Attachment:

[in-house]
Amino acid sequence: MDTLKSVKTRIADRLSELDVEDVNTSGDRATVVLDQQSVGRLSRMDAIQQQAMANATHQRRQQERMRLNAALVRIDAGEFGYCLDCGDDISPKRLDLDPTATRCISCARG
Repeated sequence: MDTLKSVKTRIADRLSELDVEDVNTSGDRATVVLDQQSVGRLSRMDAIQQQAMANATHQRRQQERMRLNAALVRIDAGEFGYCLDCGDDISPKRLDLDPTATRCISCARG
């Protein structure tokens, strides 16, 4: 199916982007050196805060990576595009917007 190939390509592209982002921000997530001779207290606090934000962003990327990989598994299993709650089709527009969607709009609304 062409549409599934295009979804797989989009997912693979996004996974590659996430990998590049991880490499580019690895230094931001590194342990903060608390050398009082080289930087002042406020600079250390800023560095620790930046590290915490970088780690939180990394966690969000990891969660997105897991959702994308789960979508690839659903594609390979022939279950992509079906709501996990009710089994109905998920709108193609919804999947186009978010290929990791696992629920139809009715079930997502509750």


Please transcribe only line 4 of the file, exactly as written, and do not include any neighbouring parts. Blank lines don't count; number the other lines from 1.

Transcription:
């Protein structure tokens, strides 16, 4: 199916982007050196805060990576595009917007 190939390509592209982002921000997530001779207290606090934000962003990327990989598994299993709650089709527009969607709009609304 062409549409599934295009979804797989989009997912693979996004996974590659996430990998590049991880490499580019690895230094931001590194342990903060608390050398009082080289930087002042406020600079250390800023560095620790930046590290915490970088780690939180990394966690969000990891969660997105897991959702994308789960979508690839659903594609390979022939279950992509079906709501996990009710089994109905998920709108193609919804999947186009978010290929990791696992629920139809009715079930997502509750």